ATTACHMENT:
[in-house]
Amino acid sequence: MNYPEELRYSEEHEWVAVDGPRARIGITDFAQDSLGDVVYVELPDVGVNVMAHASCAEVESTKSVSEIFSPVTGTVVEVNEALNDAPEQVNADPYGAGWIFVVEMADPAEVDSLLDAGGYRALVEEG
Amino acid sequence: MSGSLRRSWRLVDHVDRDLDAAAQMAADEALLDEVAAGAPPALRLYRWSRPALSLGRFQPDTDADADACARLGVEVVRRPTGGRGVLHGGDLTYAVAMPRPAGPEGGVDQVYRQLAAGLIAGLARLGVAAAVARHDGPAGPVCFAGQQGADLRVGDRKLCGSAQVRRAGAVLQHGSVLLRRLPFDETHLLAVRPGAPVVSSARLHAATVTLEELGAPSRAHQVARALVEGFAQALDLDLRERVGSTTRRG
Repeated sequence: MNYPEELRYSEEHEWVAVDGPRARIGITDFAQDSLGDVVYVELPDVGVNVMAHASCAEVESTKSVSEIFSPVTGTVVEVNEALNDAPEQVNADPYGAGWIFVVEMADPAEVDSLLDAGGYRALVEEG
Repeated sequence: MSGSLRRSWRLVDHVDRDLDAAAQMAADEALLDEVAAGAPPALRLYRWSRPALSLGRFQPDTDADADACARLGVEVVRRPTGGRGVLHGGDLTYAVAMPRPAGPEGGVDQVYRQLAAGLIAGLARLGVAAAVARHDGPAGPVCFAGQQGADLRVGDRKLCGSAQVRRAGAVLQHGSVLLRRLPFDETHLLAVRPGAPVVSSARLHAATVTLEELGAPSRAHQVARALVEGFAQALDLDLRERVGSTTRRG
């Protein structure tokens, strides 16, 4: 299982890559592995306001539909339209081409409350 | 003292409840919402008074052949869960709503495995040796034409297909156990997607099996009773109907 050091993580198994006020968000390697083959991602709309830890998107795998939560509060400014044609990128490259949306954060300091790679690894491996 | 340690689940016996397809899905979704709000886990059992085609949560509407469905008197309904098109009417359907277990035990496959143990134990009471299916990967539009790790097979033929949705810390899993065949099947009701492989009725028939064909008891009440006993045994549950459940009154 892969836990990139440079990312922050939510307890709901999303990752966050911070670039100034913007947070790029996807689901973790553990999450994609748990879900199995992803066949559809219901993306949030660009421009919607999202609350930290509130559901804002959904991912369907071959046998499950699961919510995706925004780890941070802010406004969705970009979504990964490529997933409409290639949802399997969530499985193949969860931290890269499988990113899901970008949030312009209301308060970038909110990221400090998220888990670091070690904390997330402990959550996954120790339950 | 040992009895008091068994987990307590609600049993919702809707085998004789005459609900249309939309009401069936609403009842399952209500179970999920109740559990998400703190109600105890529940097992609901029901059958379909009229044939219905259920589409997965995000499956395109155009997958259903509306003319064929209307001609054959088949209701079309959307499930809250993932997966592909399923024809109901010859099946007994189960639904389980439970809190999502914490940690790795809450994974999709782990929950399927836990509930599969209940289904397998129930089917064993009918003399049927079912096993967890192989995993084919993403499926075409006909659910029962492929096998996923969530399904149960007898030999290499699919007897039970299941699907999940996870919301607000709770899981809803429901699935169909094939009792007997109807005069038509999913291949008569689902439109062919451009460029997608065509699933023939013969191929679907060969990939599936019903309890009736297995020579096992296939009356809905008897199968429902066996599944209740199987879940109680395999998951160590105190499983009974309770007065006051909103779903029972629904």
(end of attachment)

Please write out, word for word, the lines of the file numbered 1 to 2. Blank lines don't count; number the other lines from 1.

[in-house]
Amino acid sequence: MNYPEELRYSEEHEWVAVDGPRARIGITDFAQDSLGDVVYVELPDVGVNVMAHASCAEVESTKSVSEIFSPVTGTVVEVNEALNDAPEQVNADPYGAGWIFVVEMADPAEVDSLLDAGGYRALVEEG